One of the most significant religious figures of the 20th century would have to be the late Billy Graham. Over six decades of ministry, he has preached to more than 100 million people in 185 countries, with nearly 3 million having ‘accepted Jesus into their hearts’. He became known as ‘America’s Pastor’, counseling presidents and speaking during national crisis such as the memorial service after the 9/11 attacks. For all of his achievements, he also had his share of regrets which are found in his autobiography, ‘Just as I am’:

Although I have much to be grateful for as I look back over my life, I also have many regrets. I have failed many times, and I would do many things differently. For one thing, I would speak less and study more, and I would spend more time with my family. When I look back over the schedule I kept thirty or forty years ago, I am staggered by all the things we did and the engagements we kept. Sometimes we flitted from one part of the country to another, even from one continent to another, in the course of only a few days. Were all those engagements necessary? Was I as discerning as I might have been about which ones to take and which to turn down? I doubt it. Every day I was absent from my family is gone forever…

I would also spend more time in spiritual nurture, seeking to grow closer to God so I could become more like Christ. I would spend more time in prayer, not just for myself but for others. I would spend more time studying the Bible and meditating on its truth, not only for sermon preparation but to apply its message to my life. It is far too easy for someone in my position to read the Bible only with an eye on a future sermon, overlooking the message God has for me through its pages.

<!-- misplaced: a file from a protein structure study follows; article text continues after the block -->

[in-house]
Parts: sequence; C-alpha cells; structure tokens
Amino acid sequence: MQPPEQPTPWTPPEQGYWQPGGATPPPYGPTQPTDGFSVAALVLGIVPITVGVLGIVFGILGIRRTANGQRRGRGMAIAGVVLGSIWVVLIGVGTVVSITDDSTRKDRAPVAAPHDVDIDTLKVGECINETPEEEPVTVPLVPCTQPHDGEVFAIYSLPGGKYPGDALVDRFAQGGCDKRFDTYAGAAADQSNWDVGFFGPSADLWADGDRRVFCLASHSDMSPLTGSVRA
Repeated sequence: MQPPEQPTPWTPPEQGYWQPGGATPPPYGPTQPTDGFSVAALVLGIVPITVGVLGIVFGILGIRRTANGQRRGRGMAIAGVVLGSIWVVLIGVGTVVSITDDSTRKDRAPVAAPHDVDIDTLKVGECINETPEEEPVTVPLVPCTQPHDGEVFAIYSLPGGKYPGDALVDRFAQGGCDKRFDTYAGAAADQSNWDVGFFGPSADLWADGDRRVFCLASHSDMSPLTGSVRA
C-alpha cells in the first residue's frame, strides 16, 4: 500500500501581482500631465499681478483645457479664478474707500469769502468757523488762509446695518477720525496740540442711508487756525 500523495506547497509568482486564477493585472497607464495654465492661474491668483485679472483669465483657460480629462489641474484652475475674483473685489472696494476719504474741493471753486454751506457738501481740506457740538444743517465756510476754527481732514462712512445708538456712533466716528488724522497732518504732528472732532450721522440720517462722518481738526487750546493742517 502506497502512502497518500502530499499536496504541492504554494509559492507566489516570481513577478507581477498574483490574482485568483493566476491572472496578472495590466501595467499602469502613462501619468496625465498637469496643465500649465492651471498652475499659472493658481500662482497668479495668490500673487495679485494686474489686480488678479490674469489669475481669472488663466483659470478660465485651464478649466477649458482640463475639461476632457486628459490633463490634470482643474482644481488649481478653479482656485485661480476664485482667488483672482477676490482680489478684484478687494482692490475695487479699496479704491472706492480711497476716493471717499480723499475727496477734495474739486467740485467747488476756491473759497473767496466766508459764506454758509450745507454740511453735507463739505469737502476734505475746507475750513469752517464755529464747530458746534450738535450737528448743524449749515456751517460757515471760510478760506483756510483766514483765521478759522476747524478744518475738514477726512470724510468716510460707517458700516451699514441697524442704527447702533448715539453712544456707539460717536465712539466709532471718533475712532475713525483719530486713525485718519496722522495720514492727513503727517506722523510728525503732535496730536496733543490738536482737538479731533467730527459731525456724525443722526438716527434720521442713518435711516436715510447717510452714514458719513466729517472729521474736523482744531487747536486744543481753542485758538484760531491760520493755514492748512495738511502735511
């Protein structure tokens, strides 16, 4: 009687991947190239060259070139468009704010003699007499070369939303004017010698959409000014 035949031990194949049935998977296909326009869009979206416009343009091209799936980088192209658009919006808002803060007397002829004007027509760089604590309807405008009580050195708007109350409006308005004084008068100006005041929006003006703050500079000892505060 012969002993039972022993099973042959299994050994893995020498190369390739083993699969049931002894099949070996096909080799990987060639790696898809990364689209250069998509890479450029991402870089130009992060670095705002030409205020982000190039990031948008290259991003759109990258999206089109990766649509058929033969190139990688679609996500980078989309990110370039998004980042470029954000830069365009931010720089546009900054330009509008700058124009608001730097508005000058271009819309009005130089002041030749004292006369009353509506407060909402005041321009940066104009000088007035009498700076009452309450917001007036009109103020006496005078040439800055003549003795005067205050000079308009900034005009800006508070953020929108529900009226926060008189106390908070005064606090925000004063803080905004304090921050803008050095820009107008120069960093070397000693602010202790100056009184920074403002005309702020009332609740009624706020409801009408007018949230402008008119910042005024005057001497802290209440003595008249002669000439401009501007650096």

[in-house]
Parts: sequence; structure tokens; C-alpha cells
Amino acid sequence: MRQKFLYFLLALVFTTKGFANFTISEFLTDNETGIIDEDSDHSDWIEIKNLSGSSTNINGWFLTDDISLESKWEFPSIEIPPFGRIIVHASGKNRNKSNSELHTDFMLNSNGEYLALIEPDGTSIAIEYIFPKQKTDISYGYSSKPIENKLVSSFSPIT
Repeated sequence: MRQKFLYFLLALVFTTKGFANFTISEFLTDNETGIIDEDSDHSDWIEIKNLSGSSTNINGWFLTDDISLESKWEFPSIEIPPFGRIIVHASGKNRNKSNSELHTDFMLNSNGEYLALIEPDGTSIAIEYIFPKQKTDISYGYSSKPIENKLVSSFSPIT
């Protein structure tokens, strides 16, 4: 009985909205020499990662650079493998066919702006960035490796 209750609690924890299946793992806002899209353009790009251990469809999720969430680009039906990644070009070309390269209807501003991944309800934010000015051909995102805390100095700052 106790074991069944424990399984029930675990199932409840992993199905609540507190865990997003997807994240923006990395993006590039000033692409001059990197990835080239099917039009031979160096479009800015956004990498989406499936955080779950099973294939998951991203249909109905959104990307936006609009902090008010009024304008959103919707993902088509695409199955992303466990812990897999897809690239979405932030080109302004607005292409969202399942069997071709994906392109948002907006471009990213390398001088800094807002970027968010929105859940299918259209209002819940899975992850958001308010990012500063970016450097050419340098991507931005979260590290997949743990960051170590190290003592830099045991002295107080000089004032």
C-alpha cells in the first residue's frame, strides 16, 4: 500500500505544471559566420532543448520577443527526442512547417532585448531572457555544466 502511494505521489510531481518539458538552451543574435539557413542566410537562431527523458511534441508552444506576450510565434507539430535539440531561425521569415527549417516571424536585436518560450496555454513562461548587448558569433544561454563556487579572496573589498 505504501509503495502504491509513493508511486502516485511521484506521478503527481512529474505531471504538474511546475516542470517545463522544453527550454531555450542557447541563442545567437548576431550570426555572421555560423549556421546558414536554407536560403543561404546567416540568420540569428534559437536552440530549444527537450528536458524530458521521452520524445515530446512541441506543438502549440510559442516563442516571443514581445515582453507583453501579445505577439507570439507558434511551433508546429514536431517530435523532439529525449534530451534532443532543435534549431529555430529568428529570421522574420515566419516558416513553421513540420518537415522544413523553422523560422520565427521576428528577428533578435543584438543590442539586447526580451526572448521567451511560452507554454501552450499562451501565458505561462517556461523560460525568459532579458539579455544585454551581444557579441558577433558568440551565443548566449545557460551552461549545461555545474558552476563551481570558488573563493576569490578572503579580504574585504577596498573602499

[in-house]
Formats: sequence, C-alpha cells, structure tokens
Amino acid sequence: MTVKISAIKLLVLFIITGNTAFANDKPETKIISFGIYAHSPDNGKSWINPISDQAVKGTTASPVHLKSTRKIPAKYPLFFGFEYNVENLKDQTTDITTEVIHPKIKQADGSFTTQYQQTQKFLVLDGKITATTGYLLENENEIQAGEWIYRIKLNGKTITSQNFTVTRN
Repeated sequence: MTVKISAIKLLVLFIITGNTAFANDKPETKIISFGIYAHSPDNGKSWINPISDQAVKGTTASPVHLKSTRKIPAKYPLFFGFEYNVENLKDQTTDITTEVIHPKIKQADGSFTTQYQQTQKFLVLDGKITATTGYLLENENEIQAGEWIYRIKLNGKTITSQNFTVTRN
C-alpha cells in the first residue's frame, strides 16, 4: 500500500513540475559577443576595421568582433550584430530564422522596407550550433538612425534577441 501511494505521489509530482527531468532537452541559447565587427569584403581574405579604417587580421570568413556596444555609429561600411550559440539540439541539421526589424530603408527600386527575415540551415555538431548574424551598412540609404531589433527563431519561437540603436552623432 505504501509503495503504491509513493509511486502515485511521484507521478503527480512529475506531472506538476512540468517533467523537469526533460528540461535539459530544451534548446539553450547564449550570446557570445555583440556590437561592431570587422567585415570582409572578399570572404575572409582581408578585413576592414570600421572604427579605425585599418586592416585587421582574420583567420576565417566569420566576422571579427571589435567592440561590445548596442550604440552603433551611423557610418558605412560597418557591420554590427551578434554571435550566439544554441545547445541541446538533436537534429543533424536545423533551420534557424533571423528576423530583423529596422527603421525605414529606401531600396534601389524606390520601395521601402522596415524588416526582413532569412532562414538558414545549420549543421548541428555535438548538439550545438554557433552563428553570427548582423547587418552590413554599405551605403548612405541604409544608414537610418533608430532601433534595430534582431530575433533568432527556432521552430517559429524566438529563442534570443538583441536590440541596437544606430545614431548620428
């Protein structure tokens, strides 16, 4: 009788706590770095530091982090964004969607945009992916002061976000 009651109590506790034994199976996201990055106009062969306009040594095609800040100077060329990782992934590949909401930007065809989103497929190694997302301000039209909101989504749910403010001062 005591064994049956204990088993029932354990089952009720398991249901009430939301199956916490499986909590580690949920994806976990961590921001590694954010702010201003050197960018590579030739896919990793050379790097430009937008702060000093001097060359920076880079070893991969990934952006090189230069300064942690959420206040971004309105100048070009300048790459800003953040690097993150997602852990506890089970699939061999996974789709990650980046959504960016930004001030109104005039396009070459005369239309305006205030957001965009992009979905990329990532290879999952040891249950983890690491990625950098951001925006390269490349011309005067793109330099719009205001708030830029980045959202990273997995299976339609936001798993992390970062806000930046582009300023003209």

And I would give more attention to fellowship with other Christians, who could teach me and encourage me (and even rebuke me when necessary). About one thing I have absolutely no regrets, however, and that is my commitment many years ago to accept God’s calling to serve Him as an evangelist of the Gospel of Christ”.

Graham’s reflections make for instructive reading. Living without regrets doesn’t mean we will get things right every single time. That’s impossible. We will stuff things up. That is part and parcel of living and growing up. Remember, God is gracious and merciful. What’s critical is that we take up the opportunities God gives us to learn from our mistakes and grow rather than make excuses for putting off doing something that God requires of us, for our failures and disobedience because they come with consequences.

When it comes to second chances God gives us, don’t take it for granted because we never know what’s around the corner. Instead, take heed to Jesus’ words, “Blessed rather are those who hear the word of God and obey it” (Luke 11:28). No more excuses!

“Lord, increase our faith in you!”